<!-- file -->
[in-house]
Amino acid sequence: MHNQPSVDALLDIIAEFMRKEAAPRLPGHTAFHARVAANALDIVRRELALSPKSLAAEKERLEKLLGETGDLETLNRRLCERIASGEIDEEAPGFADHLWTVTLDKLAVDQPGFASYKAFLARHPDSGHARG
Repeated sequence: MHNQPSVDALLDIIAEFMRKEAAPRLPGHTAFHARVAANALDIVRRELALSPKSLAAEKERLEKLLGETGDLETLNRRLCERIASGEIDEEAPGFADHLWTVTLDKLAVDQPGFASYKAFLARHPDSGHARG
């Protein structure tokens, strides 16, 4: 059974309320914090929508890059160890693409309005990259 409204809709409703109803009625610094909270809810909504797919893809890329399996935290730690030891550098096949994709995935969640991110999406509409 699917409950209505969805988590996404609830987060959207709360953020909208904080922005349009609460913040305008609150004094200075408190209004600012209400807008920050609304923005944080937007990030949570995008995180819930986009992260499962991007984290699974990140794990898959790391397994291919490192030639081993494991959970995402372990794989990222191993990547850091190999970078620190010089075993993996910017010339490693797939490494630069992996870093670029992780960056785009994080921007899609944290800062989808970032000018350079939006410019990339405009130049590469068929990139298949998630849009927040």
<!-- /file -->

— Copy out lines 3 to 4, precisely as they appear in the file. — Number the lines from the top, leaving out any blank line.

Repeated sequence: MHNQPSVDALLDIIAEFMRKEAAPRLPGHTAFHARVAANALDIVRRELALSPKSLAAEKERLEKLLGETGDLETLNRRLCERIASGEIDEEAPGFADHLWTVTLDKLAVDQPGFASYKAFLARHPDSGHARG
């Protein structure tokens, strides 16, 4: 059974309320914090929508890059160890693409309005990259 409204809709409703109803009625610094909270809810909504797919893809890329399996935290730690030891550098096949994709995935969640991110999406509409 699917409950209505969805988590996404609830987060959207709360953020909208904080922005349009609460913040305008609150004094200075408190209004600012209400807008920050609304923005944080937007990030949570995008995180819930986009992260499962991007984290699974990140794990898959790391397994291919490192030639081993494991959970995402372990794989990222191993990547850091190999970078620190010089075993993996910017010339490693797939490494630069992996870093670029992780960056785009994080921007899609944290800062989808970032000018350079939006410019990339405009130049590469068929990139298949998630849009927040």